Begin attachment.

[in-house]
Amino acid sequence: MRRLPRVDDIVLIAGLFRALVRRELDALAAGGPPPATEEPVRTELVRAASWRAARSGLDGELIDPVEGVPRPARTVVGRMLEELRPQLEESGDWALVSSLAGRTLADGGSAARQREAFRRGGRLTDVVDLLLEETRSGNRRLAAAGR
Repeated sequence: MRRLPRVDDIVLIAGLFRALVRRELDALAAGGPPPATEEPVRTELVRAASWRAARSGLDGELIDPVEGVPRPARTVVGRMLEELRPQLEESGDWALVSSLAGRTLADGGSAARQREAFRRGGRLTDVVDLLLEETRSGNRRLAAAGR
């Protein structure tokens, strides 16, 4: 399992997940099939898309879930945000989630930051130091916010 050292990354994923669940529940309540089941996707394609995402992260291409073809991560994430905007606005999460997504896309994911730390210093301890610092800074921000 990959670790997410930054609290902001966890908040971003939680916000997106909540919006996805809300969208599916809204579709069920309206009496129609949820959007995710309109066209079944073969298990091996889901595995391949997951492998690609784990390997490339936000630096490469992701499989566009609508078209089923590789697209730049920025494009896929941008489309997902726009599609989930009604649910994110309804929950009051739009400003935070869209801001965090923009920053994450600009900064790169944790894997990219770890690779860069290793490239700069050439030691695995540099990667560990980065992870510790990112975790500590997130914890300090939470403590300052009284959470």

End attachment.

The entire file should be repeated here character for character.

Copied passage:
[in-house]
Amino acid sequence: MRRLPRVDDIVLIAGLFRALVRRELDALAAGGPPPATEEPVRTELVRAASWRAARSGLDGELIDPVEGVPRPARTVVGRMLEELRPQLEESGDWALVSSLAGRTLADGGSAARQREAFRRGGRLTDVVDLLLEETRSGNRRLAAAGR
Repeated sequence: MRRLPRVDDIVLIAGLFRALVRRELDALAAGGPPPATEEPVRTELVRAASWRAARSGLDGELIDPVEGVPRPARTVVGRMLEELRPQLEESGDWALVSSLAGRTLADGGSAARQREAFRRGGRLTDVVDLLLEETRSGNRRLAAAGR
């Protein structure tokens, strides 16, 4: 399992997940099939898309879930945000989630930051130091916010 050292990354994923669940529940309540089941996707394609995402992260291409073809991560994430905007606005999460997504896309994911730390210093301890610092800074921000 990959670790997410930054609290902001966890908040971003939680916000997106909540919006996805809300969208599916809204579709069920309206009496129609949820959007995710309109066209079944073969298990091996889901595995391949997951492998690609784990390997490339936000630096490469992701499989566009609508078209089923590789697209730049920025494009896929941008489309997902726009599609989930009604649910994110309804929950009051739009400003935070869209801001965090923009920053994450600009900064790169944790894997990219770890690779860069290793490239700069050439030691695995540099990667560990980065992870510790990112975790500590997130914890300090939470403590300052009284959470």